The Ministry of Food and Agriculture on Tuesday inaugurated a 15-member National Consultative Committee (NCC) on local Animal Genetic Resources (AnGR) to lead the process of developing sustainable management of animal genetic resources.
The NCC, which is a reactivated committee, is to help the Ministry to implement the Global Plan of Action on Animal Genetic Resources management and development in Ghana.
Members of the Committee include professionals and experts in the livestock industry, the Ministry of Agriculture, Universities of Ghana and Education, Winneba.
The Global Plan of Action was developed in 2007 during the first International Technical conference on Genetic Resources held in Interlaken, Switzerland, with the aim of combating erosion of animal genetic resources and also adopted a Declaration in which governments affirmed their commitment to its implementation to support the development and conservation of animal genetic resources.
Dr Tia Alfred Sugri, Deputy Minister in-charge of Livestock, Ministry of Food and Agriculture, who inaugurated the Committee, said the development of animal genetic resources which controlled physical and intrinsic characteristics of livestock passed from one generation to the other was a priority for Ghana and other countries in sub Sahara Africa.
This was because of their adaptation to the environment and the low capital required to farm these animals due to the low cost of housing, feeding and veterinary care.
He described AnGR as valuable natural assets, crucial to Ghana’s capacity to increase the numbers of animals to attain food and nutritional security particularly in sub-Saharan Africa.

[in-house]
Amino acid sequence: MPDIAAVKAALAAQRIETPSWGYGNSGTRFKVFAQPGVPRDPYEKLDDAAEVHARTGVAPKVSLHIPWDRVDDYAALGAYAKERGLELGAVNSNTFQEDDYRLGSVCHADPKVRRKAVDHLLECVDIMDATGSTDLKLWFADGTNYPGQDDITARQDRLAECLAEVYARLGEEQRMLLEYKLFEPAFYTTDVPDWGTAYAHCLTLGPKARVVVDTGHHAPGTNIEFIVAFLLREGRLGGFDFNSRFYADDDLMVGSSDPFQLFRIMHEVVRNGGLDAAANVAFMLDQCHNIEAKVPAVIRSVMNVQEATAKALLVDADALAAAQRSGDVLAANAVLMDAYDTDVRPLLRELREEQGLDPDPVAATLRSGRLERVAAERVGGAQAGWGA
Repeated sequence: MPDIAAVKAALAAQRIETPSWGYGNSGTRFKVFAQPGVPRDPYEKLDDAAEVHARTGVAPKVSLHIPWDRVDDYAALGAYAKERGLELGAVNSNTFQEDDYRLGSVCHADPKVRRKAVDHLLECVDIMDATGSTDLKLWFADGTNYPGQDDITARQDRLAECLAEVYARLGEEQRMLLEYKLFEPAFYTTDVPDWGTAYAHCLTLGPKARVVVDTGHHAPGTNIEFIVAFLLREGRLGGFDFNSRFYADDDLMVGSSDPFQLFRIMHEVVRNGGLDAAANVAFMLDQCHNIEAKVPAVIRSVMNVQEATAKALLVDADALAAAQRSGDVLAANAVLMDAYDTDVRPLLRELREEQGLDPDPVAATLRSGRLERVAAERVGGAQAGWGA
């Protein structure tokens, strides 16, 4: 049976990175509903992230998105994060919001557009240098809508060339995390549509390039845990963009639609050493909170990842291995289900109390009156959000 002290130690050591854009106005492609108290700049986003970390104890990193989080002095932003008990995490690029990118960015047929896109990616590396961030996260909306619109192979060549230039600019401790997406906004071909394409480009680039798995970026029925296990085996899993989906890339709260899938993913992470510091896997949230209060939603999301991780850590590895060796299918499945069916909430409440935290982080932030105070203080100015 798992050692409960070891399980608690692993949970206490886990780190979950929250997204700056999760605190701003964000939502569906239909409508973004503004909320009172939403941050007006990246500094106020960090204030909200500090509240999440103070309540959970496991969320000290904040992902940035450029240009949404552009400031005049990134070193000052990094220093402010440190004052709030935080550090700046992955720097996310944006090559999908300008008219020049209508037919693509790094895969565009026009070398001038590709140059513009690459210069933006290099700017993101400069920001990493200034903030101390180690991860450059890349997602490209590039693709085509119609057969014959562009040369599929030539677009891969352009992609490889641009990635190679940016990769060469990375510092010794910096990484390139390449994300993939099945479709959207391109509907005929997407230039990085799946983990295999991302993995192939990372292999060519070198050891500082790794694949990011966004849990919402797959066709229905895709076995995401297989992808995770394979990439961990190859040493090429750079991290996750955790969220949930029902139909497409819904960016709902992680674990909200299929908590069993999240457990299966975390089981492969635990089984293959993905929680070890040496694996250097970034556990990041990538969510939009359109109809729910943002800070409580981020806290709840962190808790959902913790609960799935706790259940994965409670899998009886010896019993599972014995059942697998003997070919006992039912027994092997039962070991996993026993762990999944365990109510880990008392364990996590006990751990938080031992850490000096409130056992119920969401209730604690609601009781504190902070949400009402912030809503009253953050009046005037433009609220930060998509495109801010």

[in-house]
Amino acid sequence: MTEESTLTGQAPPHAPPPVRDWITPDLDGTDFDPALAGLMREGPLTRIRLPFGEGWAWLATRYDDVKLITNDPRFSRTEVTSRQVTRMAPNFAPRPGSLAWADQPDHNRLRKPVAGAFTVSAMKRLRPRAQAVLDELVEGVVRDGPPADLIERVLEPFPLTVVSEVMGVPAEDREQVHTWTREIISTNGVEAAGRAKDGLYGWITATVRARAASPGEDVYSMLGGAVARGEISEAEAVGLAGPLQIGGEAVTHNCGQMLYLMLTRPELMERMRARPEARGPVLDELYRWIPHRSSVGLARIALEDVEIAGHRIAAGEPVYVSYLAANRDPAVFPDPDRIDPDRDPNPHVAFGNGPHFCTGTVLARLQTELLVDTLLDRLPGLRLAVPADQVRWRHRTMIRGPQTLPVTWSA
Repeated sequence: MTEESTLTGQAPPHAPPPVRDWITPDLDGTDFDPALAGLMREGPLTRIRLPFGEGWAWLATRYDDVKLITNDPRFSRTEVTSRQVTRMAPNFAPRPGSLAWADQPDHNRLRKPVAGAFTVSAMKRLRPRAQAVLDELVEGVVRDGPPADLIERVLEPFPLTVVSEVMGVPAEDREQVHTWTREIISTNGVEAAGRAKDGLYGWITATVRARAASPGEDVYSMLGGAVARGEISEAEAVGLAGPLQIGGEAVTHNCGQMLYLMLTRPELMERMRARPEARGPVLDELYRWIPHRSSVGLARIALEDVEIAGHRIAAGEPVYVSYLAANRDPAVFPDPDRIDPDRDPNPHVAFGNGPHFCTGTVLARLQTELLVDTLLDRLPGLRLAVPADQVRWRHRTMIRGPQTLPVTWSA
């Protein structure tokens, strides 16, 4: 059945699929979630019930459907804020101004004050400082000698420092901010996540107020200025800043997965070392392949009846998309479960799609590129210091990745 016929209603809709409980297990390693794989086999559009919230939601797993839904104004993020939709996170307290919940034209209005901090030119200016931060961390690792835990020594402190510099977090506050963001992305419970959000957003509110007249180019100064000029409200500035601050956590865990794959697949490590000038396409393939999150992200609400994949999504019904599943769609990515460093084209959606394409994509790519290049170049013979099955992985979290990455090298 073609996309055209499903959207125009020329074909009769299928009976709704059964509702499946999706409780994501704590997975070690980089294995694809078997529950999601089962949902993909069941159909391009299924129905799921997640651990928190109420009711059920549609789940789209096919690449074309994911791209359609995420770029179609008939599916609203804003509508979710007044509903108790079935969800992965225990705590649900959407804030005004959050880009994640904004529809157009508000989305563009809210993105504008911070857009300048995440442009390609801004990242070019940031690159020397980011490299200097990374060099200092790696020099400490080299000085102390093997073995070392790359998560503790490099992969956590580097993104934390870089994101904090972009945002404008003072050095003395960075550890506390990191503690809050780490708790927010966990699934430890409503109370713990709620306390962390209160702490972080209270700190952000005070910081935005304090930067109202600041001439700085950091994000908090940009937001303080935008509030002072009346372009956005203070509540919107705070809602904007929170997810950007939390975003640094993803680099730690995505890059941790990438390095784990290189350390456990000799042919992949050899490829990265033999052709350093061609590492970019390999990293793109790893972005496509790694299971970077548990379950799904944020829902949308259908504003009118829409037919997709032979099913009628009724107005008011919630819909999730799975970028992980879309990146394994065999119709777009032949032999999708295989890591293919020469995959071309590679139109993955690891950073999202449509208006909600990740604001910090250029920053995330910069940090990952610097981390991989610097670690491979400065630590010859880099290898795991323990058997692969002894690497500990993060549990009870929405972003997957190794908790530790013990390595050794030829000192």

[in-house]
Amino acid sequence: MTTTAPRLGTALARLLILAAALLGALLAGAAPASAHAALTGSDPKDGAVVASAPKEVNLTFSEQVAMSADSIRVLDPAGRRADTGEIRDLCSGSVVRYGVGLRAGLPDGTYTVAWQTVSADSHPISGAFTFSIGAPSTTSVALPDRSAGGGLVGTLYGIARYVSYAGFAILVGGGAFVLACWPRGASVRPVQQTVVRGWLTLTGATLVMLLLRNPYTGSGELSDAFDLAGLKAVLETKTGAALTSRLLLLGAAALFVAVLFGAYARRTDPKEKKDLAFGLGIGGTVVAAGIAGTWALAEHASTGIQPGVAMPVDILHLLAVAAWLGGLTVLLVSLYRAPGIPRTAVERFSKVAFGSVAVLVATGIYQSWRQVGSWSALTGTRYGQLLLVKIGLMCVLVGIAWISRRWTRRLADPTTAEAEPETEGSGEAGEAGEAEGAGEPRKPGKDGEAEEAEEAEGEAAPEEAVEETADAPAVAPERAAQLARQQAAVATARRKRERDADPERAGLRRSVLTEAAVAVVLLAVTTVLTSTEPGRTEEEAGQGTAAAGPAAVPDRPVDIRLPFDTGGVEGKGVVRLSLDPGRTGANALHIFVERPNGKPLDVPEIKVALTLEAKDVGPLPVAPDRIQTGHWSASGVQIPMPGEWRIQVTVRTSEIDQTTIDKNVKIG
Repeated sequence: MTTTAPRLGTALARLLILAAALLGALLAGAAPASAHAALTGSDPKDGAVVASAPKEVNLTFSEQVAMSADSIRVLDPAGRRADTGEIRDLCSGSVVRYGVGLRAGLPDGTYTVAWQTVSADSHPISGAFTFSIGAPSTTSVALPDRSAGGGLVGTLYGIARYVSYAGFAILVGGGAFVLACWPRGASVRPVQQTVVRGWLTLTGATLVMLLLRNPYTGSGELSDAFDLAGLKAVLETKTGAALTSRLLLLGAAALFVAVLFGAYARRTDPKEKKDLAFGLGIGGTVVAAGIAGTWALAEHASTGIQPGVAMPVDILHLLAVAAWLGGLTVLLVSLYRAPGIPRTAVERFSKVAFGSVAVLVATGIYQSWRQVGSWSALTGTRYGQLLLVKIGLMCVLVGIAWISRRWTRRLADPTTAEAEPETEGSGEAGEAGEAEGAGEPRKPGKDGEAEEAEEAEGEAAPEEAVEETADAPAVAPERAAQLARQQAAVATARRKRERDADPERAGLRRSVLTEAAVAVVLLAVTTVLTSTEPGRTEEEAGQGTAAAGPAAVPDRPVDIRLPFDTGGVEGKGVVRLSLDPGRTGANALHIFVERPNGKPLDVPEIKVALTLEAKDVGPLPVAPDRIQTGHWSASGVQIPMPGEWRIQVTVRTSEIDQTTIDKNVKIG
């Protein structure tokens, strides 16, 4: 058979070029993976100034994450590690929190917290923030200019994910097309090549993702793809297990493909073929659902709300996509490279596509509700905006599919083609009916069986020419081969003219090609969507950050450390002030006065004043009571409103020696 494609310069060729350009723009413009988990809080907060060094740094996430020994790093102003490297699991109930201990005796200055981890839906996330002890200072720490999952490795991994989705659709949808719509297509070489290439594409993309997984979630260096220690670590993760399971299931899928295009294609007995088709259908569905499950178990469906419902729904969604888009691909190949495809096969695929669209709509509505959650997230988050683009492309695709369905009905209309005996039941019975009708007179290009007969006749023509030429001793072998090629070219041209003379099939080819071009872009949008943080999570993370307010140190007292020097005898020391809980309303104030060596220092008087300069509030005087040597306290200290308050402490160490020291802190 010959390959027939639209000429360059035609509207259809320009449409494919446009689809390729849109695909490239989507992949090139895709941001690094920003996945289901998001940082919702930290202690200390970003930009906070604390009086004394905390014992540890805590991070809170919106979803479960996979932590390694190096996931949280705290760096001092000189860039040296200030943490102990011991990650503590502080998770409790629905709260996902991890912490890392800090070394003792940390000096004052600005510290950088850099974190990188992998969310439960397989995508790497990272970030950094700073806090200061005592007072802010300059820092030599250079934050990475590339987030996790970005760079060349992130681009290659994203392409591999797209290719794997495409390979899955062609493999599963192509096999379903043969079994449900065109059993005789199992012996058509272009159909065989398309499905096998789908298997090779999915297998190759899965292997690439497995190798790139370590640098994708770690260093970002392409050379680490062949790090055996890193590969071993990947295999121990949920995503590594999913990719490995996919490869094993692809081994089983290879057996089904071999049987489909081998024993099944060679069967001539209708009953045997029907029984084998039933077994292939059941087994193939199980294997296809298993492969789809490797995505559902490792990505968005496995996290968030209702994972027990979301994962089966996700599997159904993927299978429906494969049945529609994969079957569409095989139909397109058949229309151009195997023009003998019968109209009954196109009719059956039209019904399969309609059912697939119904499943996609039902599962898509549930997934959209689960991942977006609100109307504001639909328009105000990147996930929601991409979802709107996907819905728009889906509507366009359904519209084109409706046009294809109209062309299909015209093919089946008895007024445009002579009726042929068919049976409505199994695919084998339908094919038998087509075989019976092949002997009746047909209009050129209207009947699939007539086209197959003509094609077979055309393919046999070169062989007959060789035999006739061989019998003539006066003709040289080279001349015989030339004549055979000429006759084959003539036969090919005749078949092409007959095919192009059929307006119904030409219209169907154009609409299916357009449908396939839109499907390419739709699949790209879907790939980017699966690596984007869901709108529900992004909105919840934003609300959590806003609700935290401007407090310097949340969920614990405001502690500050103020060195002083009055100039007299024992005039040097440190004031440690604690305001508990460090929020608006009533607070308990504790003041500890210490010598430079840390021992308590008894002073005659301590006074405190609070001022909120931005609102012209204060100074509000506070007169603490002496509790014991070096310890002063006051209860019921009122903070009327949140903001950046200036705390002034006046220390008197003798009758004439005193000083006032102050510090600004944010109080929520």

“Animal resources development has been recognized as an indispensable engine that will drive the economies of Ghana and other African countries for some time to come, and therefore National research organizations have a very useful and important role to play to ensure food security and enhance farmers’ incomes and health improvements”.
Dr Sugri said Ghana has a variety of animals, which provides food, fibre, transport, fuel, manure and drought power as well as for social, religious and cultural uses and that the country’s ability to attain the MDGs in agriculture hinged among others, on increased livestock and poultry productivity.
He said over the years, Ghana had been faced with challenges in implementing the Global plan of Action (GPA) on Animal Genetic Resources, which included financial constraint, inadequate support for farmers, who keep and manage local animal genetic resources and inadequate technical assistance on the development and implementation of sustainable breeding plans and policies for local animal genetic resources development.
He urged the Committee to study the national action plan and develop a comprehensive five-year programme for the management of animal genetic resource in Ghana.
Professor Cheikh Ly, FAO Africa Regional Representative who briefed the Committee on the GPA explained that the state of world Animal report indicated that 670 out of 7,616 animals including cattle, sheep, horse and poultry had been extinct due to various challenges like threats to animal genetic, changes in production systems and natural and human-induced disaster.
He stressed the need for countries like Ghana to adopt measures and guidelines to address the situation to improve animal genetic resources in Africa.
Ms Margaret Sumah, National Coordinator, NCC said Ghana produced a livestock development policy and strategies document in 2004 before the adoption of the GPA, which took into account, the integration of agro-ecosystem approaches in the management of AnGR, adding that, the document had not been revised since.
She welcomed the reactivation of the Committee which she described as been dormant for some time now, to work to help improve animal production, conservation and sustenance in the country.